North-Central Section - 39th Annual Meeting (May 19–20, 2005)

Paper No. 1
Presentation Time: 8:00 AM-12:00 PM


HYNES, Maureen P., College of Veterinary Medicine, Texas A & M Univ, College Station, TX 77843 and CUFFEY, Roger J., Geosciences, Pennsylvania State Universdity, (412 Deike Bldg.), University Park, PA 16802,

Mississippian bioherms vary from abundantly crinoidal grainstones to sparsely bryozoan micstones. A well-developed example of the former was examined to compare its bryozoans and their roles with those in several of the latter previously studied.

The crinoid bank studied (“Stobo”) is exposed along Ind. Hwy. 46 3.3 mi (5.3 km) east of its junction with Ind. 446 on the east edge of Bloomington; (center NW1/4 NE1/4 sec. 4, T8N, R1E, Unionville 7.5’ quad., Monroe Co.). Bryozoans are scattered among crinoid debris in the lower half of that roadcut. The build-up is upper Osagean, high in the Borden Siltstone, at the horizon of the Floyds Knob or basal Edwardsville members. The roadcut exposes thin-bedded but mounded crinoidal limestones interlayered with sparsely fossiliferous silty shales. It has been studied previously, but not for bryozoans until now. Over 100 specimens were identified, from both old and recent monographs (especially Ulrich 1890 and Snyder 1991).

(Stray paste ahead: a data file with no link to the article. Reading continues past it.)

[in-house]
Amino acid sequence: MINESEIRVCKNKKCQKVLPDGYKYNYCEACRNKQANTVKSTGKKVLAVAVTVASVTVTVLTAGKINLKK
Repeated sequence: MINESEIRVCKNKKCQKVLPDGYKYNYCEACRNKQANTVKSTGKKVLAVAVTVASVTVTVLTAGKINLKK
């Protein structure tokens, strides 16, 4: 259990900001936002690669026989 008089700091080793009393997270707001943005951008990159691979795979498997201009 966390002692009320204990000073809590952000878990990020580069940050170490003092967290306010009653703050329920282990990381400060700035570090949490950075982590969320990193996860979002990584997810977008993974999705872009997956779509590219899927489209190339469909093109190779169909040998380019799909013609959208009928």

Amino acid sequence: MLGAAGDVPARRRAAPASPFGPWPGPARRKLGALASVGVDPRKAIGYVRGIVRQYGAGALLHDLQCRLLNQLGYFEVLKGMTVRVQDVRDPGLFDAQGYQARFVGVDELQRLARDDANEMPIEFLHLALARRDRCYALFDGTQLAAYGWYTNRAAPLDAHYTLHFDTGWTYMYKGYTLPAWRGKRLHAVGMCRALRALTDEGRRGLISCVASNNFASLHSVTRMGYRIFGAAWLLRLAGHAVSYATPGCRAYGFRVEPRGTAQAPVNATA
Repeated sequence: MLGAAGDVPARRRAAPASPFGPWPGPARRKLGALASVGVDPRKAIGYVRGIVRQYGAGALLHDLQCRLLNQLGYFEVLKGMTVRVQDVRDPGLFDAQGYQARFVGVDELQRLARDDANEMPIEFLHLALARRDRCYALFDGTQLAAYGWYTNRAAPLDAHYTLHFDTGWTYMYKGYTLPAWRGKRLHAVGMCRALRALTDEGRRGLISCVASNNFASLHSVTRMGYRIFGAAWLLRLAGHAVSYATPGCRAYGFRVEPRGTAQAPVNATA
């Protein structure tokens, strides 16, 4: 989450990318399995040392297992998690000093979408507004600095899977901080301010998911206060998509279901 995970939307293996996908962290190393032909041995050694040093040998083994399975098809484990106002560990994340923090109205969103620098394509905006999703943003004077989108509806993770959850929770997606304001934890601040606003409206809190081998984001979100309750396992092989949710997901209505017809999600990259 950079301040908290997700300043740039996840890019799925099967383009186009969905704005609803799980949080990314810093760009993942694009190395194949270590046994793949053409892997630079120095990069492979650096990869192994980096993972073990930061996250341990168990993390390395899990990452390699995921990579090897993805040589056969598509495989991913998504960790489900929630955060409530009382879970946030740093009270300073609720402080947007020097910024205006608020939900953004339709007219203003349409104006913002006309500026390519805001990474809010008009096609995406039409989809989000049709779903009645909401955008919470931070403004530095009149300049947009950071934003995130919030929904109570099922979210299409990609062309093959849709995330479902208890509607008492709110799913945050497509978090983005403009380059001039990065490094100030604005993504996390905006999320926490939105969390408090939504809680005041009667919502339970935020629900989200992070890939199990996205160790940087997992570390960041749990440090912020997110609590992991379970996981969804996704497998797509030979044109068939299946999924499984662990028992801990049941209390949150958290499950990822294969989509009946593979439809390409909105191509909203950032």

The Stobo bank was originally a pile of loose crinoid debris, lying on terrigenous mud bottoms on the shallow-marine topset of the Borden Delta on the edge of the intracratonic Illinois Basin.

Most of the Stobo bryozoans are fallen, horizontal to bedding; a few are encrusting on crinoid debris; none are upright or in-place. They functioned as accessory or hidden-encrusting community participants, subordinate to crinoids, forming some skeletal sediment, and perhaps locally stabilizing or baffling sediments.

Among the bryozoans, 2 species are common, delicate fenestrate “Fenestella” regalis with large fenestrules, thin branches, and low-angle bifurcations, and bifoliate fistuliporoid Cystodictya lineata with longitudinally striated branches and oblong zooecial apertures. Two species are uncommon, finer-mesh fenestrate Banastella delicata and smooth-surfaced bifoliate Cystodictya ocellata. In addition, 25 more species are rare at Stobo: 17 fenestrates, 5 rhomboporoids, 2 trepostomes, and 1 fistuliporoid. Eight Stobo species do not occur in the previously studied Mid-Western Mississippian “Waulsortian-like” mud-mounds; the other 21 do.